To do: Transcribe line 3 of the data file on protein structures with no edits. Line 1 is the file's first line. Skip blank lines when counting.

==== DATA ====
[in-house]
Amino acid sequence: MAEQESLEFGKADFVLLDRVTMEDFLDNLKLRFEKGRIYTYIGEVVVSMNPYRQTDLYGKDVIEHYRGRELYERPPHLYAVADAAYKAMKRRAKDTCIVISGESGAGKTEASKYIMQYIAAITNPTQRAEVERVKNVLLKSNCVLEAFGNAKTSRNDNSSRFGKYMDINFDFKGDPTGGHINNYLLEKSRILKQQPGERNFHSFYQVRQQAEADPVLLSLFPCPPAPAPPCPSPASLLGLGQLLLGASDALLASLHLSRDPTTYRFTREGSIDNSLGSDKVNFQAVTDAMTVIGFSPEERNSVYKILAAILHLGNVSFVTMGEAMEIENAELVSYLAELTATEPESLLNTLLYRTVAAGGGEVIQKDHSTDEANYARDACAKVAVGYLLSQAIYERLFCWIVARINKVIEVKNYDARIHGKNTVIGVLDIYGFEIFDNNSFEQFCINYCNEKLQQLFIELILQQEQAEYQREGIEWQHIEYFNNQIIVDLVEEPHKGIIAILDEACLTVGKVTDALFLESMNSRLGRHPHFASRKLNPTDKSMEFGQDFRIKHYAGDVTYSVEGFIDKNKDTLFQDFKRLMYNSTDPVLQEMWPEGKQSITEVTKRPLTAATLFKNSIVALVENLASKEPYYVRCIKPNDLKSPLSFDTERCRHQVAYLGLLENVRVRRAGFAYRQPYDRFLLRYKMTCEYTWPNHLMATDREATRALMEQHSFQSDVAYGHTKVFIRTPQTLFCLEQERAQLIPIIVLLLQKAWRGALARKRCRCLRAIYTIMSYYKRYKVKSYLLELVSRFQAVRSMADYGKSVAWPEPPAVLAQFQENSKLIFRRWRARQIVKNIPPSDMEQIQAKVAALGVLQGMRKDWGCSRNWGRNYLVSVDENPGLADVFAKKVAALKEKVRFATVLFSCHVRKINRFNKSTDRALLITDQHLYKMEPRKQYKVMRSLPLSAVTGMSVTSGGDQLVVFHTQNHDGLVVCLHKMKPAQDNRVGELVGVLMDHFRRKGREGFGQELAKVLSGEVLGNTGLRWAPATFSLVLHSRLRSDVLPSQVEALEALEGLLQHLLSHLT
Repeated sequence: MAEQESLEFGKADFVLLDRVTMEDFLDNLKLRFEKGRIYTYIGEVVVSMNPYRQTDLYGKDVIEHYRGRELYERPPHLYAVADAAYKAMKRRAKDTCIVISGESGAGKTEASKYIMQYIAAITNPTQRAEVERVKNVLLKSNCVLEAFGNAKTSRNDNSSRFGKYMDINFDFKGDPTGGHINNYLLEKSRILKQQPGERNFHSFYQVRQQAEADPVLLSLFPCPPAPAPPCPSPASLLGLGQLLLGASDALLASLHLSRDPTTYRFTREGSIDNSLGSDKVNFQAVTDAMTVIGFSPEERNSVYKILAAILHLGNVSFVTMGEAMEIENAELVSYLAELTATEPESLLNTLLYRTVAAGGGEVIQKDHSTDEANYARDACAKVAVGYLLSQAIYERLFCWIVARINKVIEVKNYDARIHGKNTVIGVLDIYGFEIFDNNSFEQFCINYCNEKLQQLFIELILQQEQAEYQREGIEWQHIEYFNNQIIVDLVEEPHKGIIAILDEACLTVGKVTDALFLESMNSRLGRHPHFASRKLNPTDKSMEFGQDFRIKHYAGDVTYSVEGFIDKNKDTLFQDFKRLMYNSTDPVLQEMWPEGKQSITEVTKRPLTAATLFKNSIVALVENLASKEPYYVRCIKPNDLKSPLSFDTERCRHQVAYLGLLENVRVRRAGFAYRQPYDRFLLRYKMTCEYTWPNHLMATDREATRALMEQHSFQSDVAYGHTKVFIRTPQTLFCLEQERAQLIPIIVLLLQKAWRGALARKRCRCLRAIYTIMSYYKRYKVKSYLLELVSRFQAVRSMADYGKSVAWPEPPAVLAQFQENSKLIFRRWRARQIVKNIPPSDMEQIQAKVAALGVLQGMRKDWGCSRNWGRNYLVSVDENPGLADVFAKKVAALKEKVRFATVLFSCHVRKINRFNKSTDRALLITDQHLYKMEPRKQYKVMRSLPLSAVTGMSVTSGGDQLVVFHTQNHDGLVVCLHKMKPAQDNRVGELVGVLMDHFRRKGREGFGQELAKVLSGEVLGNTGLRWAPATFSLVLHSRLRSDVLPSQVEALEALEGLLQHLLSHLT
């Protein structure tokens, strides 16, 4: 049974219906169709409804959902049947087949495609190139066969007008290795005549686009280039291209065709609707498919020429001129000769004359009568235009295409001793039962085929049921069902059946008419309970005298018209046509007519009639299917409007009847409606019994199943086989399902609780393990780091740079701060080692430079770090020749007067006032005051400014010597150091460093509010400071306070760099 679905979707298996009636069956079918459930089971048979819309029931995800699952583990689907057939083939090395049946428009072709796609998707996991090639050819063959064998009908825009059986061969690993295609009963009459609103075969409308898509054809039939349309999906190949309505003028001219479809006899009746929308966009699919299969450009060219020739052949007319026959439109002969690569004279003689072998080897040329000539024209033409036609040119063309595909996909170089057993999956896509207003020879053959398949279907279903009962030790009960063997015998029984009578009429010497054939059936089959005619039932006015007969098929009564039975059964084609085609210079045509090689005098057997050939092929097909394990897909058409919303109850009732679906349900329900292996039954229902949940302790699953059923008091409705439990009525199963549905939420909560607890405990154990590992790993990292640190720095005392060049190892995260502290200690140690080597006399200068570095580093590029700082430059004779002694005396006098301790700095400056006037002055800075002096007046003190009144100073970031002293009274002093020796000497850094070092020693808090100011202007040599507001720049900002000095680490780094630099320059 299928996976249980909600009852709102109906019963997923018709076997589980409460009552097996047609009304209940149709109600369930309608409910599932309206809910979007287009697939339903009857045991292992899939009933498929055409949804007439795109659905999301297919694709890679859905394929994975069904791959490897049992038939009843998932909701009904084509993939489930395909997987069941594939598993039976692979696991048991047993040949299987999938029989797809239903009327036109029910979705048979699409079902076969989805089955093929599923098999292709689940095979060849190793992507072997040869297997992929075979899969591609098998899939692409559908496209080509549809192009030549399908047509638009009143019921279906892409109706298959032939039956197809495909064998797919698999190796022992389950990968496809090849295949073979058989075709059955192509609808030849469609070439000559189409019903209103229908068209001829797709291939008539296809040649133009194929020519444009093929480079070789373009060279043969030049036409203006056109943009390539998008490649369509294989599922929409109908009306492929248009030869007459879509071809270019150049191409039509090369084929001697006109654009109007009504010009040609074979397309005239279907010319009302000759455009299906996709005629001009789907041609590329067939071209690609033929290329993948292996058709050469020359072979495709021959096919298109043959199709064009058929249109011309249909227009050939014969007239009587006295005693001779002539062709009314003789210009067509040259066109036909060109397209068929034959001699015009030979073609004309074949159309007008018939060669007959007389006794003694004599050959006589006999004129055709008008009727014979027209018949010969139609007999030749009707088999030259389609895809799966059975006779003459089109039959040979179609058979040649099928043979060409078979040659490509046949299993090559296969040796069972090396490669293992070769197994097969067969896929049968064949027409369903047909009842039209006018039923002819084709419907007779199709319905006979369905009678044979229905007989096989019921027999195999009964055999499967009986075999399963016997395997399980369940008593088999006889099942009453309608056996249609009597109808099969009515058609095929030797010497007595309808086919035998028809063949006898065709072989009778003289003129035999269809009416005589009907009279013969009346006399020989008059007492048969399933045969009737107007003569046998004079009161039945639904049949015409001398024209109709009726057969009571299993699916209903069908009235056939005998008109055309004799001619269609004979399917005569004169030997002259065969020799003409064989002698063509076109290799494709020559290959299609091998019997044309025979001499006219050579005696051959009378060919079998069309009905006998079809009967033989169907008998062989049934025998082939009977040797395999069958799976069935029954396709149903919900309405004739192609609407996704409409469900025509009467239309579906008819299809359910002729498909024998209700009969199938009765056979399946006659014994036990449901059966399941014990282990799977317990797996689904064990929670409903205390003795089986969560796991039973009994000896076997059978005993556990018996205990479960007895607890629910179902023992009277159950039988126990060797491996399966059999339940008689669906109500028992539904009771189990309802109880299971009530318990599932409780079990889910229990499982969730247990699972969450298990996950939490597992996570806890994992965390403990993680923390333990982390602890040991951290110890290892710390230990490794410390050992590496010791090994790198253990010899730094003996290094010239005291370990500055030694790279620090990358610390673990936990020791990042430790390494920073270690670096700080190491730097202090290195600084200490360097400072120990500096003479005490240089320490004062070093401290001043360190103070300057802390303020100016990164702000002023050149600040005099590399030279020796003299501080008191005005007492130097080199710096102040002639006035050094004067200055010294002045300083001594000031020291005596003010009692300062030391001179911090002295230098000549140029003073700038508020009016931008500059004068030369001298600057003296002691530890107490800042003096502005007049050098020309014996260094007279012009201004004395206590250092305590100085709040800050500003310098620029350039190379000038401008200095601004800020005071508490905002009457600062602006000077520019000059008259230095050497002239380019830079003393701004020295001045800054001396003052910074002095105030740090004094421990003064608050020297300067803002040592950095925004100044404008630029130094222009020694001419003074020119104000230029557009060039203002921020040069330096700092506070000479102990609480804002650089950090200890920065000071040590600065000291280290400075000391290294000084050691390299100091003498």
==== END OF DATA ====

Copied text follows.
Repeated sequence: MAEQESLEFGKADFVLLDRVTMEDFLDNLKLRFEKGRIYTYIGEVVVSMNPYRQTDLYGKDVIEHYRGRELYERPPHLYAVADAAYKAMKRRAKDTCIVISGESGAGKTEASKYIMQYIAAITNPTQRAEVERVKNVLLKSNCVLEAFGNAKTSRNDNSSRFGKYMDINFDFKGDPTGGHINNYLLEKSRILKQQPGERNFHSFYQVRQQAEADPVLLSLFPCPPAPAPPCPSPASLLGLGQLLLGASDALLASLHLSRDPTTYRFTREGSIDNSLGSDKVNFQAVTDAMTVIGFSPEERNSVYKILAAILHLGNVSFVTMGEAMEIENAELVSYLAELTATEPESLLNTLLYRTVAAGGGEVIQKDHSTDEANYARDACAKVAVGYLLSQAIYERLFCWIVARINKVIEVKNYDARIHGKNTVIGVLDIYGFEIFDNNSFEQFCINYCNEKLQQLFIELILQQEQAEYQREGIEWQHIEYFNNQIIVDLVEEPHKGIIAILDEACLTVGKVTDALFLESMNSRLGRHPHFASRKLNPTDKSMEFGQDFRIKHYAGDVTYSVEGFIDKNKDTLFQDFKRLMYNSTDPVLQEMWPEGKQSITEVTKRPLTAATLFKNSIVALVENLASKEPYYVRCIKPNDLKSPLSFDTERCRHQVAYLGLLENVRVRRAGFAYRQPYDRFLLRYKMTCEYTWPNHLMATDREATRALMEQHSFQSDVAYGHTKVFIRTPQTLFCLEQERAQLIPIIVLLLQKAWRGALARKRCRCLRAIYTIMSYYKRYKVKSYLLELVSRFQAVRSMADYGKSVAWPEPPAVLAQFQENSKLIFRRWRARQIVKNIPPSDMEQIQAKVAALGVLQGMRKDWGCSRNWGRNYLVSVDENPGLADVFAKKVAALKEKVRFATVLFSCHVRKINRFNKSTDRALLITDQHLYKMEPRKQYKVMRSLPLSAVTGMSVTSGGDQLVVFHTQNHDGLVVCLHKMKPAQDNRVGELVGVLMDHFRRKGREGFGQELAKVLSGEVLGNTGLRWAPATFSLVLHSRLRSDVLPSQVEALEALEGLLQHLLSHLT